British singer Chris Farlowe released a cover of "My Way of Giving" as a single in early 1967. His version stayed on the UK Singles Chart for a single week, peaking at number 48.[31]

Track listingEdit

All tracks written by Steve Marriott and Ronnie Lane unless noted.

Side One
No.TitleWriter(s)Lead vocalsLength
1."(Tell Me) Have You Ever Seen Me?" Steve Marriott2:16
2."Something I Want to Tell You" Ronnie Lane2:10
3."Feeling Lonely" Marriott1:35
4."Happy Boys Happy" Instrumental1:36
5."Things Are Going to Get Better" Marriott2:39
6."My Way of Giving" Marriott1:59
7."Green Circles"
  • Marriott
  • Lane
  • Michael O' Sullivan
Lane With Marriott2:46
Total length:15:01
Side Two
No.TitleWriter(s)Lead vocalsLength
8."Become Like You" Marriott With Lane1:58
9."Get Yourself Together" Marriott2:16
10."All Our Yesterdays" Lane1:53
11."Talk to You" Marriott2:09
12."Show Me the Way" Lane2:08
13."Up the Wooden Hills To Bedfordshire"Ian McLaganMcLagan2:05
14."Eddie's Dreaming"
  • Marriott
  • Lane
  • McLagan
Total length:15:23

2012 Deluxe editionEdit

The album was completely remastered in 2012 and reissued as compact discs with previously unreleased material, along with various A-sides and B-sides from 1967.


Small Faces

  • Steve Marriott – lead, harmony, and backing vocals, guitars, piano on "Things Are Going to Get Better" and "Show Me the Way"
  • Ronnie Lane – lead, harmony, and backing vocals, bass guitar
  • Kenney Jones – drums, percussion
  • Ian McLagan – lead, harmony, and backing vocals, keyboards, bass guitar on "Show Me the Way", guitar and bass guitar on "Up the Wooden Hills to Bedfordshire"

Additional personnel

Chart positionsEdit

Chart Year Peak


UK Albums Chart 1967 12[1]

See alsoEdit

References and noteEdit

  1. ^ About half of their debut album was recorded with Winston in June–September 1965, with the remaining tracks being recorded after McLagan joined the band in November 1965.
  2. ^ In the 1960s it was common procedure to include a recent hit single on studio albums, like Small Faces did with "Sha-La-La-La-Lee" on their debut album, and "Lazy Sunday" on Ogdens' Nut Gone Flake; both albums managed to chart within the top 5 on the UK Albums chart.
  3. ^ The mod scene was largely attracted to rhythm and blues and soul, with the Who and Small Faces being the largest bands directed towards the subculture in 1965 and 1966.[28]
  4. ^ With the exception of "Shake" which is sung by Lane, and "Own Up Time" which is an instrumental.
  1. ^ a b c Hewitt, Paulo; Hellier, John. Steve Marriott – All Too Beautiful... Helter Skelter. p. 149. ISBN 1-900924-44-7.
  2. ^ "Small Faces". Retrieved 10 October 2019.
  3. ^ "Small Faces Story Part 2- Room for Ravers". Retrieved 10 October 2019.
  4. ^ Hewitt, Paolo; Hellier, John (2004). Steve Marriott: All Too Beautiful... Helter Skelter. p. 111. ISBN 1-900924-44-7.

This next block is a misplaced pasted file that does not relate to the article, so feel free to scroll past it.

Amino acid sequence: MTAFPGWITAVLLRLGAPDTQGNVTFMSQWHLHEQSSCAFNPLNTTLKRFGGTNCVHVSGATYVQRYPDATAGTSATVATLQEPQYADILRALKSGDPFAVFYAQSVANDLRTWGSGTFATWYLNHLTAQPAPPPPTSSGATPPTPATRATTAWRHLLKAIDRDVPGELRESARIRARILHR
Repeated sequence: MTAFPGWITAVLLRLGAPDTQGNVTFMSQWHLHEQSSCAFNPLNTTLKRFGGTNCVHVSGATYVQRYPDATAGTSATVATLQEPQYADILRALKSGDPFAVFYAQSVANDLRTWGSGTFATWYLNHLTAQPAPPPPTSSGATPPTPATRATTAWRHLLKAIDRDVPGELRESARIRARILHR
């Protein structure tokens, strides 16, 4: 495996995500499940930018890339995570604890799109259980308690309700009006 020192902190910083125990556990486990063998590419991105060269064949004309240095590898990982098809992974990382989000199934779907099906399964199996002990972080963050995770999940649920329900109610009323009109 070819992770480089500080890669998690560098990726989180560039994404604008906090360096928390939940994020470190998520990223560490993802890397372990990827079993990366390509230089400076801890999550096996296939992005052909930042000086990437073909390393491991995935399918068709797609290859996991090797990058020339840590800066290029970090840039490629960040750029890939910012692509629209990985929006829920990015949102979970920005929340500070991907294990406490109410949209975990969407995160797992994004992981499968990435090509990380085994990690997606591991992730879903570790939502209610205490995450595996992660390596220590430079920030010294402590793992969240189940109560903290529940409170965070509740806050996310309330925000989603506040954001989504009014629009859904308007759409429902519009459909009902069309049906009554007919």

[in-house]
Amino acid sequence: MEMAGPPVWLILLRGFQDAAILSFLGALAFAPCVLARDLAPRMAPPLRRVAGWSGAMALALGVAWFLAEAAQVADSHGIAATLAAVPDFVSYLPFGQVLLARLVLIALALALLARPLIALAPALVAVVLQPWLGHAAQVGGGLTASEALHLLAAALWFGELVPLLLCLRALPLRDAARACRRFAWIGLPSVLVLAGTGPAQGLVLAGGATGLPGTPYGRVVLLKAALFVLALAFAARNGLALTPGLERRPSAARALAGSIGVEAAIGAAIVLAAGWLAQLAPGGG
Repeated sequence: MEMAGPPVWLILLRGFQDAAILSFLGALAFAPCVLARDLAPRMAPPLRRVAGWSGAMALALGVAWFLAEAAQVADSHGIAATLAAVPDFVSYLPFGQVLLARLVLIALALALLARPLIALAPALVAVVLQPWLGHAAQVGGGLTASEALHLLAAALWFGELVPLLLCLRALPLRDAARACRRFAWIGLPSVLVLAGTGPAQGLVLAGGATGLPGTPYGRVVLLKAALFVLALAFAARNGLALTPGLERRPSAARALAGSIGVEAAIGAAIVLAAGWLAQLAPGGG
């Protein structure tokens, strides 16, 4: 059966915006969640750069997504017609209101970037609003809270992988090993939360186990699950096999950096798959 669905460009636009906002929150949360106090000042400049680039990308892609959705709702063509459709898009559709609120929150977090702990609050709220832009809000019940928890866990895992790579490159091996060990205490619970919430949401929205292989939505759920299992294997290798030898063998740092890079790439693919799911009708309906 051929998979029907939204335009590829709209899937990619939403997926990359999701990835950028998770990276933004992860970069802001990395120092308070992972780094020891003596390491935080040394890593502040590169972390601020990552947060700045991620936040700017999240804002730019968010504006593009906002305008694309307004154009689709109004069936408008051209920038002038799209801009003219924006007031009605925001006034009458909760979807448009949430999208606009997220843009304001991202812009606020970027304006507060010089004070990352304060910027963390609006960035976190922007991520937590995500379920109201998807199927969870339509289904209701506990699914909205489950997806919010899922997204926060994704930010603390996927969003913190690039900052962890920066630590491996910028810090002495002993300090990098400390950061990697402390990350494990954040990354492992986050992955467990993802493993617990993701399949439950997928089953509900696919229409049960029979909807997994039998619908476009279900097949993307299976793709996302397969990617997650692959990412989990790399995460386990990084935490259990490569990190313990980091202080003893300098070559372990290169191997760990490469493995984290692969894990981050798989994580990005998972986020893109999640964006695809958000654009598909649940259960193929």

5. ^ a b Ltd, Not Panicking. "h2g2 - The Small Faces - the Band - Edited Entry". Retrieved 10 October 2019.
  6. ^ a b Erlewine, Stephen Thomas. "Review: Small Faces (Immediate) – The Small Faces". Allmusic. Retrieved 28 August 2017.
  7. ^ "all or nothing | full Official Chart History | Official Charts Company". Retrieved 10 October 2019.
  8. ^ "Small Faces Story Part 11 - Room for Ravers". Retrieved 10 October 2019.
  9. ^ a b "Small Faces Story Part 10 - Room for Ravers". Retrieved 10 October 2019.
  10. ^ Muise (2002). Gallagher, Marriott, Derringer & Trower: their lives and music. Hal Leonard Corporation. p. 91. ISBN 978-0-634-02956-1.
  11. ^ "Small Faces | Biography & History". AllMusic. Retrieved 10 October 2019.
  12. ^ "Small Faces - Big Music: A Compleat Collection". Discogs. Retrieved 10 October 2019.
  13. ^ Caiger, Rob; Flood, Tosh. "Recording log". Retrieved 10 October 2019.
  14. ^ Caiger, Rob; Flood, Tosh. "Track-By-Track". Retrieved 10 October 2019.
  15. ^ "Small Faces - Small Faces - mono version". Discogs. Retrieved 10 October 2019.
  16. ^ "Small Faces - Small Faces - stereo version". Discogs. Retrieved 10 October 2019.
  17. ^ "small faces | full Official Chart History | Official Charts Company". Retrieved 10 October 2019.
  18. ^ "ogden's nut gone flake | full Official Chart History | Official Charts Company". Retrieved 10 October 2019.
  19. ^ "my mind's eye | full Official Chart History | Official Charts Company". Retrieved 10 October 2019.
  20. ^ Hewitt, Paolo (2004). Steve Marriott: All Too Beautiful... Helter Skelter Publishing. p. 153. ISBN 1-900924-44-7.
  21. ^ Martin, Gavin (October 2014). Small Faces: Reissues. Classic Rock. p. 101.
  22. ^ Wilson, Lois (October 2014). Small Faces There Are But Four Small Faces. Mojo. p. 105.
  23. ^ a b c "Small Faces - Album Reviews 11". Acclaimedpeople. Retrieved 18 September 2019.
  24. ^ Erlewine, Thomas. "The Darlings of Wapping Wharf Launderette - Review". AllMusic. Retrieved 20 September 2019.
  25. ^ "Sainsbury's offers exclusive Small Faces coloured vinyl". Modculture. 1 June 2018. Retrieved 20 September 2019.
  26. ^ "Small Faces First Immediate Album Deluxe Edition- Room for Ravers". Retrieved 20 September 2019.
  27. ^ a b Hellier, John (26 May 1999). "The darlings of wapping wharf launderette - the small faces fanzine - paul weller interview". Retrieved 10 October 2019.
  28. ^ Unterberger, R., "Mod", in V. Bogdanov, C. Woodstra and S. T. Erlewine, All Music Guide to Rock: the Definitive Guide to Rock, Pop, and Soul, 3rd. ed. (Milwaukee, WI: Backbeat Books, 2002), ISBN 0-87930-653-X, pp. 1321–22.
  29. ^ V. Bogdanov, C. Woodstra and S. T. Erlewine, All Music Guide to Rock: the Definitive Guide to Rock, Pop and Soul (Milwaukee, WI: Backbeat Books, 3rd edn., 2002), ISBN 0-87930-653-X, pp. 1322–23.
  30. ^ Hewitt, Paolo; Hellier, John (2004). Steve Marriott: All Too Beautiful... Helter Skelter Publishing. p. 151. ISBN 1-900924-44-7.
  31. ^ "my way of giving in | full Official Chart History | Official Charts Company". Retrieved 10 October 2019.

Further readingEdit

External linksEdit